滞在者紹介 =Jeff Downer=

20170121 Jeff_re


As an annual "open call" AIR (Artist In Residence) project, Sapporo Tenjinyama Art Studio invited three international artists to work and do research based in Sapporo/Hokkaido. This year project key word is “Winter, Snow and Subarctic”. Three artists were selected from 113 applicants.


天神山冬の国際公募プロジェクトの招聘アーティストJeff Downerが到着しました。滞在は3/4までを予定しています。



-Jeff Downer プロジェクト概要-








A Canadian artist Jeff Downer who is invited for winter "open call" project arrived Tenjin.He will stay Tenjin until 3/4. His field is photography and installation. His portfolio site is here http://www.jeff-downer.com/.

Jeff Downer project outline

I use photography to engage with multiple and overlapping histories that comprise my perspective of the world, specifically in outlying urban environments. These spaces narrate to me about life, globalization, integration, and alienation. I immerse myself in locations and discover potential images that express these histories and disparities. I document while walking the city, unplanned, being led by my emotions provoked by the environment. This concept unearths a sociological perspective of a locality by highlighting the effects that geographical environments, both constructed and natural, have on the emotions and behaviours of individuals.

I am a recent graduate of Emily Carr University in Vancouver, having completed my BFA in Photography in 2013. Up to now my work has largely been based in North America. I have documented the cities I have called home, and I have photographed the peripheries of towns I have encountered during my travels throughout C
anada and the United States. These are spaces and cultures I know well, and have a particular and privileged position within. At this point in my career, I believe traveling to Japan will be vital for developing both my practice and my perspective. Sapporo represents an environment and culture I have never experienced and I believe that, though challenging, my residency at Tenjinyama will be very necessary and rewarding. The work I intend to make during this residency will be more than a re-encountering of myself in a new environment. My work will investigate both the city of Sapporo and the community that I will develop and work alongside.

During my time at Tenjinyama Art Studios, I aim to create a new body of work, in photographic form, that highlights how a city, its people, the culture, the architecture, and myself an outsider who is unfamiliar with large quantities of snow, endures the subarctic temperatures and at times the impeding snowfall. I plan to showcase the city’s unique history and natural landscape while searching for disjunctures that I am traditionally interested in. Through partnerships with individuals in the community, not solely artists, I will find outlets to foster that will allow the inhabitants to express themselves and their communities rather than being simply expressed by my camera. Having lived in Vancouver, a city that has more recently shed light on to its indigenous peoples of the area, celebrating their culture and their lives, I am sensitive to these issues, and look forward to exploring the similarities and differences between the marginalized societies as they relate t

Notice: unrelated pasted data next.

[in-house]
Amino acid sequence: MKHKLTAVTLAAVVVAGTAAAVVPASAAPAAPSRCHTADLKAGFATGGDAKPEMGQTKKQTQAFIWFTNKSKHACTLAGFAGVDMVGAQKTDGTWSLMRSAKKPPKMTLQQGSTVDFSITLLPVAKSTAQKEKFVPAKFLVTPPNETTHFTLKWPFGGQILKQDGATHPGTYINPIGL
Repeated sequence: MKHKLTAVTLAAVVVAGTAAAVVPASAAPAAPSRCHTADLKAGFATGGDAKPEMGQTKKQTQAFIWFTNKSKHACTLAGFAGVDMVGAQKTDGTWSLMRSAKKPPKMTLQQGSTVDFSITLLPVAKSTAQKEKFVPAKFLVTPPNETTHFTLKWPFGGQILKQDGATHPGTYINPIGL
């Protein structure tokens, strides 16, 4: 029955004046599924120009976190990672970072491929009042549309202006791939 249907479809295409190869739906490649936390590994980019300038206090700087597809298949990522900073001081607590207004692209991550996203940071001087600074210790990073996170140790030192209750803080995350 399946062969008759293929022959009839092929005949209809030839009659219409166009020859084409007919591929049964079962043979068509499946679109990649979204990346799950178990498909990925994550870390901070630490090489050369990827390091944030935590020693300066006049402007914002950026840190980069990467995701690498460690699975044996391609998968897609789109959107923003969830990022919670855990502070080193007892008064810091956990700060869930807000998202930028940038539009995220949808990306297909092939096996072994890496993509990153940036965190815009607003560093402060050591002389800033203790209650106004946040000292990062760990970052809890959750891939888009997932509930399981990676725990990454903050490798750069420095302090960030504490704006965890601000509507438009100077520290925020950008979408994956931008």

o Canada and Japan. These marginalized societies being the First Nations Peoples of the British Columbia area, and the Indigenous Peoples of Hokkaido, the Ainu.

I would like to visit, and possibly work along side Sapporo’s City Hall and see what The Snow Management Office does, and maybe make this the starting point of my thematic research. My aim is to find the reasoning behind the slogan “Winter is a Resource and Asset” as someone who is used to mild winters and has never encountered very much snow. I want to study and document how the community copes with the harsh winter weather and find out what the World Winter Cities Association for Mayors does for the city of Sapporo, and how the everyday lives of the community are impacted.

Typically I am drawn to areas of leisure and spectacle and photograph these locales with a critical eye. I believe during these moments people can dispense with their everyday identity and can take on a more liberated, unfettered and more authentic character. With this I am thinking about the annual Snow Festival that happens in Sapporo and the other tourist spectacles that occur during the winter season. It is during this time that I want to create a project that speaks of a territorial identity of Sapporo. I will attempt this by studying a visual language of the past in the structure of the city, in the landscape, in the images around me, and by relating them to the present, in order to identify, verify, unmask and then design a landscape.

During the end of my residency I would like to have an exhibition of the work made during my time. Typically my work is printed, framed and hung in a gallery or studio setting. For my time at Tenjinyama I am looking to create a photographic installation incorporating 3D sculptural objects that I encounter on assignment. The quantity of images is hard to gauge at this early stage, but typically one body of work can have 10-15 images within it.